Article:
5th December 2011
The price for a massive European Central Bank intervention aimed in particular at buying the bonds of Italy and Spain appears to be huge budget concessions demanded by Germany. This would see the European Union given a big role to play in imposing budget controls on other eurozone member states. But there is a long way to go trying to satisfy both markets and electorates.
The situation is still fraught with huge political risks in terms of getting the agreement of Germany and the German voter to such an intervention while other states may quail at handing over so much budgetary power to the EU centrally.
Stewart also gives an interesting interpretation of the signals being sent by the ECB boss Mario Draghi.
She writes: "By the end of this week, the outline of a plan appeared to be emerging. ECB boss Mario Draghi dropped a hint to the European parliament that if a new, more binding "fiscal compact" could be struck, "other measures" could come into play.
"Euro-watchers heard his remarks as a promise of massive intervention by the Frankfurt-based central bank – so long as the eurozone's governments promise to subject their future tax and spending plans to strict oversight from Brussels, with penalties for transgression."
FT Alphaville is also analysing Draghi's position. It writes: "A charitable interpretation of Draghi's speech is that the ECB is waiting for a firm commitment to further fiscal union before targeting government bond yields and/or introducing QE. A less charitable interpretation is that it's yet more prevaricating and neither the ECB nor the main eurozone countries want to make the first move. Frankly, it's a perverse game of chicken whichever way you look at it."
However there are other hurdles to be overcome internationally as the BBC's Economics Editor Stephanie Flanders reports here. The IMF will not help underwrite the plans by allowing special drawing rights. Interestingly while France and China were in support, the US and Germany were not. Flanders suggests that Germany appears to be as much against printing money though the IMF and it is with the ECB.
She then quotes a US official saying:"We're talking about Europe – this is about the future of Europe. And the Europeans recognise more than anyone else that their future is in their hands." He said that Europe had the resources and tools to do this, and the tools being talked about at a global level were simply reinforcement: "They are complements, not substitutes."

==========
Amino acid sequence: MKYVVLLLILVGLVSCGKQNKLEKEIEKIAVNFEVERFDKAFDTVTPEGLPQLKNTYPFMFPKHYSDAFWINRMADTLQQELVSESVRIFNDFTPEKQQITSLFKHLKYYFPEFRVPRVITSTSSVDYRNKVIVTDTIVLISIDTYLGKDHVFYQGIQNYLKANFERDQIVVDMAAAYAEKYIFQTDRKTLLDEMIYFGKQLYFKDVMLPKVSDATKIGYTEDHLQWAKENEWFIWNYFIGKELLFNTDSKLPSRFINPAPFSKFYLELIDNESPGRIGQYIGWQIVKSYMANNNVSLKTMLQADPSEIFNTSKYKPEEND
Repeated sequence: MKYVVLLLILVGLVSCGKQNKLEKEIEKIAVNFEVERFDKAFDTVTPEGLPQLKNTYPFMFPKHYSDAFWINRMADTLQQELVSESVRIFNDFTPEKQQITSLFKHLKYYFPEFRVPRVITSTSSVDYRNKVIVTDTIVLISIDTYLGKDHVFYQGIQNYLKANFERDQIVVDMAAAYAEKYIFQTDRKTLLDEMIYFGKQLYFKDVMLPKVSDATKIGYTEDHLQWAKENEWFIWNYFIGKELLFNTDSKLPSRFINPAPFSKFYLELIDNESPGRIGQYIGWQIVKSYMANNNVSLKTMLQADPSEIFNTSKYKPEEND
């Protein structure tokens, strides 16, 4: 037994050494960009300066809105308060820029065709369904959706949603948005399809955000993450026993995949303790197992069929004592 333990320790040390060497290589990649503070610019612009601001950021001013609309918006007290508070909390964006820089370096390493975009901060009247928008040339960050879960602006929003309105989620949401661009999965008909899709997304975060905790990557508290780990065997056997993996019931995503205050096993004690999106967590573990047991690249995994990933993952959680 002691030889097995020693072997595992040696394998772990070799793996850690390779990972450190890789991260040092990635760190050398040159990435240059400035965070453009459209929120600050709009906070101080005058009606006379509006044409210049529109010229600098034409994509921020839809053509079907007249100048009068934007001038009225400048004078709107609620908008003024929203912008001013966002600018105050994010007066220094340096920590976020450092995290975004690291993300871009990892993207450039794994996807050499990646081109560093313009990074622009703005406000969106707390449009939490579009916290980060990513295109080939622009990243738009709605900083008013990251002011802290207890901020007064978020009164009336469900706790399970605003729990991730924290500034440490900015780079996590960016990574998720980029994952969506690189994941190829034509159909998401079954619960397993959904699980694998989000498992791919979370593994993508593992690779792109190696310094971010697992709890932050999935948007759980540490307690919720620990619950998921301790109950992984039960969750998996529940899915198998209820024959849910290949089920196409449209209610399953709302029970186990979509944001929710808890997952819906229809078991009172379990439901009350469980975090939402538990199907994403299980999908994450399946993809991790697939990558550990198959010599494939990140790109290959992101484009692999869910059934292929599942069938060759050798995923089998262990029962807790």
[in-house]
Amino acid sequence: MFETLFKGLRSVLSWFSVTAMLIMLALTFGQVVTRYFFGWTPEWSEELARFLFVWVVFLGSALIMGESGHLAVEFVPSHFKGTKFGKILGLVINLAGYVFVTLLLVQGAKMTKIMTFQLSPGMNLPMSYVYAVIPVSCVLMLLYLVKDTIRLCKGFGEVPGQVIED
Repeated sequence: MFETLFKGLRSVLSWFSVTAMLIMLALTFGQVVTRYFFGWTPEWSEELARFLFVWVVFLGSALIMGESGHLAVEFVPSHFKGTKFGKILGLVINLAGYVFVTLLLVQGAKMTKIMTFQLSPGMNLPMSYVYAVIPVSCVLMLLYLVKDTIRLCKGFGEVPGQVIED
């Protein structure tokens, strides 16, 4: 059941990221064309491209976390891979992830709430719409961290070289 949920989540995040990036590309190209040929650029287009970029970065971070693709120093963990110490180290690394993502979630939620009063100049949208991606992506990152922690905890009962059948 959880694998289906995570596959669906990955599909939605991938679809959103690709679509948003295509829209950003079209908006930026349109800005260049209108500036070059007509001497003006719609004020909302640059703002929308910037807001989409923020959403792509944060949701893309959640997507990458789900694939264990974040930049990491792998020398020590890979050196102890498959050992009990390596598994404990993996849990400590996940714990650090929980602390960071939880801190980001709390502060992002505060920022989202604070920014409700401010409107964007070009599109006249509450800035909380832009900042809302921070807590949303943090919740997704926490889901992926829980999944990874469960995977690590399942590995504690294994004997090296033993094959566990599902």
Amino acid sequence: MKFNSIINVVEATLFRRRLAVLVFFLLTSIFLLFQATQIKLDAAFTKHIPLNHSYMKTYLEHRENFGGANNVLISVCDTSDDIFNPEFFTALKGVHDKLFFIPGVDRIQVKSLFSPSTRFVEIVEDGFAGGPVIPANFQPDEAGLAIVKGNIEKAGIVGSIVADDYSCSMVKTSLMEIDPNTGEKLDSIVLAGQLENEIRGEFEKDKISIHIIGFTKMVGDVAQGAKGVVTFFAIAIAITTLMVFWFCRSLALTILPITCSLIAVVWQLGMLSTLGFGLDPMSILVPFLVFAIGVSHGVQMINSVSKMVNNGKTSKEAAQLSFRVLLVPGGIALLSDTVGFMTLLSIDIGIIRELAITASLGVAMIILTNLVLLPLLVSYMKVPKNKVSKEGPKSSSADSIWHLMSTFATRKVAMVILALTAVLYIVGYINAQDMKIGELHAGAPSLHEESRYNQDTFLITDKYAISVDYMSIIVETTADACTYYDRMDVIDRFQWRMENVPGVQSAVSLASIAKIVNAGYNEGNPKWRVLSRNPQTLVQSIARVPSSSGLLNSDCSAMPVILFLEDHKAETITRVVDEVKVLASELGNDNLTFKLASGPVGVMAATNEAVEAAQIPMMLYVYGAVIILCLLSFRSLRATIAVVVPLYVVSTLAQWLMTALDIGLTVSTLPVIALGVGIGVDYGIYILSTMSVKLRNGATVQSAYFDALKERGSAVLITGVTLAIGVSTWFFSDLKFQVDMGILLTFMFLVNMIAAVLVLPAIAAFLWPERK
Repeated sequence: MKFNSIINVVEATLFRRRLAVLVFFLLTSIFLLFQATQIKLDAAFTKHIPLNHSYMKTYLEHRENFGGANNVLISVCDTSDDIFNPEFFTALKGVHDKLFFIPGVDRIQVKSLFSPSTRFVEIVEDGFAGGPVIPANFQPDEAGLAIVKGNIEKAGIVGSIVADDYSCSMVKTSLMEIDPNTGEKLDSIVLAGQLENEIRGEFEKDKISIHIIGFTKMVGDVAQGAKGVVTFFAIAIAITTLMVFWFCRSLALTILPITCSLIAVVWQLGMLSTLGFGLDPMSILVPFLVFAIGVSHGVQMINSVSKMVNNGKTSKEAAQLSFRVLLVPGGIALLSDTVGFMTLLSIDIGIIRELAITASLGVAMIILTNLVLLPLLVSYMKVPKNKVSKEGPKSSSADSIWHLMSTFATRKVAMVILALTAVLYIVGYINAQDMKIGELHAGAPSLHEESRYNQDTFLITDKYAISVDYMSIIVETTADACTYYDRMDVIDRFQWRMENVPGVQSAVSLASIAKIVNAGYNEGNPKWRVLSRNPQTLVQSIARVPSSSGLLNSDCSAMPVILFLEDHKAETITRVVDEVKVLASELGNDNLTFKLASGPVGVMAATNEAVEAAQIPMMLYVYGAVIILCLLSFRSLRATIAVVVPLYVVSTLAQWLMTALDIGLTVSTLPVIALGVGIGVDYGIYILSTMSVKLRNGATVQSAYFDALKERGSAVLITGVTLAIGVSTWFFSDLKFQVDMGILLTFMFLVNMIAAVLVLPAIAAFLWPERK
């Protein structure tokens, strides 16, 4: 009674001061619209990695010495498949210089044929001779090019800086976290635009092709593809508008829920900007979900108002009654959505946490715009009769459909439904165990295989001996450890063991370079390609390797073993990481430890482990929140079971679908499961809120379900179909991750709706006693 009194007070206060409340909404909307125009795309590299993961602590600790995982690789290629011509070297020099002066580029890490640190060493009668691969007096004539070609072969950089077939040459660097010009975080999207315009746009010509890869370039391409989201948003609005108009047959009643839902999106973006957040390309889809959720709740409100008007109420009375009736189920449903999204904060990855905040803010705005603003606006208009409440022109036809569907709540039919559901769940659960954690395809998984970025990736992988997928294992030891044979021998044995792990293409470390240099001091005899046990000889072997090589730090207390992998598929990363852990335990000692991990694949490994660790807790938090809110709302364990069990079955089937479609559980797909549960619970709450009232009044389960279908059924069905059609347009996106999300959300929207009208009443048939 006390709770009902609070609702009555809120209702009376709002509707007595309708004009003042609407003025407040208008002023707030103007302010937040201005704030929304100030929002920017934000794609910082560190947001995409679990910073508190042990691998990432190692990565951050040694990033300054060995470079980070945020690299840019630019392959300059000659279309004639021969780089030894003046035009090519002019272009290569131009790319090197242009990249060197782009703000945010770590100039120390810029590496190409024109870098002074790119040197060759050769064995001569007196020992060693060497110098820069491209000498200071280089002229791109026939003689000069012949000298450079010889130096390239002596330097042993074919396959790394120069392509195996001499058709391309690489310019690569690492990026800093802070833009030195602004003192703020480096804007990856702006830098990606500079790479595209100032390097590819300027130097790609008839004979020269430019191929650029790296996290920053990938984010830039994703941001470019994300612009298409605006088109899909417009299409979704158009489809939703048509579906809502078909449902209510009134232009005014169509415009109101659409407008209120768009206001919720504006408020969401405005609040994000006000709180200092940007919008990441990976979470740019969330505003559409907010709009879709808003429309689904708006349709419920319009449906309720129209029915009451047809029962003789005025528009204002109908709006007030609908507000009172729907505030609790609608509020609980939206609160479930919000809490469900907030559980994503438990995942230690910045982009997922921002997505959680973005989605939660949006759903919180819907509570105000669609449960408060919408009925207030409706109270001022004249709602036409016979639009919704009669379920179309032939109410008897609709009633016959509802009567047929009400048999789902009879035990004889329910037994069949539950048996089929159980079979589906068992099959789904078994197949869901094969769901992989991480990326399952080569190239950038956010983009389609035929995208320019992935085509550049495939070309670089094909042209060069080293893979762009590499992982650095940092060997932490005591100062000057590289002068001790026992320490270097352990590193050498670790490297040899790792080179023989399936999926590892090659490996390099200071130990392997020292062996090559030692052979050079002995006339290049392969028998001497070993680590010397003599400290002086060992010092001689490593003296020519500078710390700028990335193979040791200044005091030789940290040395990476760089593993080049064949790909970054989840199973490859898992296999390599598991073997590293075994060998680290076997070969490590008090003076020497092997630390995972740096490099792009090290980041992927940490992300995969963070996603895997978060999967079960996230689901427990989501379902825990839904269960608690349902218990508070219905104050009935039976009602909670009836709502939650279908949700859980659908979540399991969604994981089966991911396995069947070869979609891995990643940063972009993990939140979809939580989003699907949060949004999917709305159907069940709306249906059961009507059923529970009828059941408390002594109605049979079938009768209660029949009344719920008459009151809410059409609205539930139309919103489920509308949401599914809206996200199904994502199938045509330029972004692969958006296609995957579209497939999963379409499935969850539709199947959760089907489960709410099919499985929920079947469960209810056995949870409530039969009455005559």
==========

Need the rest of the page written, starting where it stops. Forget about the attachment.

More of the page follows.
Back to Europe, and this weekend's Sunday Times is suggesting that the ECB could be planning a fund worth as much as a trillion euros to back periphery countries of course with conditions attached.
But if the EU doens't get one with reform, there was a warning from the world's largest independent bond fund manager Pimco this weekend, which is demanding that Europe either bring in more fiscal integration or considers a managed break up according to the Telegraph.
The paper quotes Andrew Balls, who runs Pimco's European investments – and is Shadow Chancellor Ed Balls' brother, saying: "They can't continue to muddle through. They'll either have to signal their position or you'll get a continued disengagement by investors from the eurozone. Yes, yields are higher but you have existential problems and risk that's hard to quantify. We're very cautious and we're underweight versus our indices."
FT Alphaville has also been considering the debate over tactics. Is it fiscal union first or QE first? RBS strategists believe it would be wrong to bring in ECB quantitive easing first but Credit Suisse early last week suggested the EU could not hope to bring in fiscal changes in time. It said: "conditions will increasingly justify the ECB embarking on QE early next year."
However some local issues are being addressed. Bloomberg reports on a 24 billion euro austerity programme due to be passed by Mario Monti's cabinet in Italy.
The Telegraph reports that Italian welfare minister Elsa Fornero was in tears during the announcement because of the scale of the cuts.
Meanwhile the Irish Prime Minister Enda Kenny has warned that Ireland faces even more austerity with the BBC suggesting this morning that VAT may rise to 23 per cent.
EU leaders meet on Friday this week. Meanwhile the crisis continues.
More from Mindful Money:
To receive our free email newsletter sign up here.